A.W. ultimately survived. After leaving Sanford Medical Center in mid-September 2013, A.W. was placed into a therapeutic foster home for medically fragile children. With regard to his long-term prognosis, Dr. Jackson explained that “[t]he brain does not regenerate itself, and so injury to [the] brain results in permanent injury, and that can lead to paralysis. It can lead to cognitive deficits depending on the location [of the injury to the brain].”
After hearing this and other evidence, the jury found White guilty of assault resulting in serious bodily injury in Indian country. Although the district court had denied White's motion for judgment of acquittal at the close of the Government's case, the district court granted his post-verdict motion, finding that “justice requires an acquittal.” The Government appeals.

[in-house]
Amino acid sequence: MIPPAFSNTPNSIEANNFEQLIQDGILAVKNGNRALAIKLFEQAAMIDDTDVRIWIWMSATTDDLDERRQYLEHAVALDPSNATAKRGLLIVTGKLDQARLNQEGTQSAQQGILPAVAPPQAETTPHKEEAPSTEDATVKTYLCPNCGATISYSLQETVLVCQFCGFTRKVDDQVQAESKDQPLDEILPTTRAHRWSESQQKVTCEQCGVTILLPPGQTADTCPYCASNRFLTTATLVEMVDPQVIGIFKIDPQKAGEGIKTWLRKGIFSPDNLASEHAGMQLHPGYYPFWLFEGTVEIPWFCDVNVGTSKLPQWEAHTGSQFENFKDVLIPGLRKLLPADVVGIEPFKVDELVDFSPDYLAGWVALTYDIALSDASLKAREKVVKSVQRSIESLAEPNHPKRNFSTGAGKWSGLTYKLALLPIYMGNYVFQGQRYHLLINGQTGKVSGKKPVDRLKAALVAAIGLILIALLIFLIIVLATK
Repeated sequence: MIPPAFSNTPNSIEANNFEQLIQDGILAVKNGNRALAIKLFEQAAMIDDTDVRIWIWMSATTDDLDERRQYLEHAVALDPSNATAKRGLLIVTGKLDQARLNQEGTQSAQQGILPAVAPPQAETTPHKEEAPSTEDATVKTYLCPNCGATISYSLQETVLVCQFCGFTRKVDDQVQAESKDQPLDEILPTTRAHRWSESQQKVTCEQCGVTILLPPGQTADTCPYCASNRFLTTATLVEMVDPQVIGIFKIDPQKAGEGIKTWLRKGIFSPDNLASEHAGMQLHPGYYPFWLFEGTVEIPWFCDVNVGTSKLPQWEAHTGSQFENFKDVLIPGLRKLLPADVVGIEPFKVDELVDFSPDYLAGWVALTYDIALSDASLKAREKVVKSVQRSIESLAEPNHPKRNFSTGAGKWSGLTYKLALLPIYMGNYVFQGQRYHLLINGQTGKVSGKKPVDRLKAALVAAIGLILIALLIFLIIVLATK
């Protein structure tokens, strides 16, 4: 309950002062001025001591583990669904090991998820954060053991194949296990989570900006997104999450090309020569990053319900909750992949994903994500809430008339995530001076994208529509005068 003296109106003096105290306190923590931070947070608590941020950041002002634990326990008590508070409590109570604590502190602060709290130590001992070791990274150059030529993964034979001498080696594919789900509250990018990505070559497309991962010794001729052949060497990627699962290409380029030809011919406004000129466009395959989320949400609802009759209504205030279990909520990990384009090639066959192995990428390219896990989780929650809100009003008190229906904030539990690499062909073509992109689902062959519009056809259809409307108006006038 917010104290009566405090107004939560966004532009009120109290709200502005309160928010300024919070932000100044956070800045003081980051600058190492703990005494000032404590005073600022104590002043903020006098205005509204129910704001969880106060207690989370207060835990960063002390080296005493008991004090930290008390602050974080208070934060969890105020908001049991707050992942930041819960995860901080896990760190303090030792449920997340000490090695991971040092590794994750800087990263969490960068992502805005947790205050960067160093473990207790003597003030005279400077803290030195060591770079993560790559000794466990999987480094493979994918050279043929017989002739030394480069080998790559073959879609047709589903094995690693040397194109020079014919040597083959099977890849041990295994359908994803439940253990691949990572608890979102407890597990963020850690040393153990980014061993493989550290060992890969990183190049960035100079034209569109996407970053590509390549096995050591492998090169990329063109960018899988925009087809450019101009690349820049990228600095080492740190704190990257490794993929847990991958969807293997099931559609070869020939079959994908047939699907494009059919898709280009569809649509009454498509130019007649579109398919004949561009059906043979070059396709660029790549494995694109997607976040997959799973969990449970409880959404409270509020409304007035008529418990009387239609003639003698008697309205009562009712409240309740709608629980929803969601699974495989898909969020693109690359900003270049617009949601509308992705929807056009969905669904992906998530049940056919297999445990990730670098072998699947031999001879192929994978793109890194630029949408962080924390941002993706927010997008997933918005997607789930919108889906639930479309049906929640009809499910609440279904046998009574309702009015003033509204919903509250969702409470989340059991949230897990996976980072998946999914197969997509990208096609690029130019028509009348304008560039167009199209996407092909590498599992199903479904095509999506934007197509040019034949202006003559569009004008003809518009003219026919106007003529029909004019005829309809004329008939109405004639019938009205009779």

The only issue before us is whether the Government presented sufficient evidence for a reasonable jury to convict White. The crime with which White was charged has four elements: “(1) an intentional assault that (2) results in serious bodily injury, committed (3) by an Indian and (4) within Indian Country.” United States v. Stymiest, 581 F.3d 759, 766 (8th Cir.2009). The district court found that no reasonable jury could conclude that White intentionally assaulted A.W. We focus our analysis on that issue.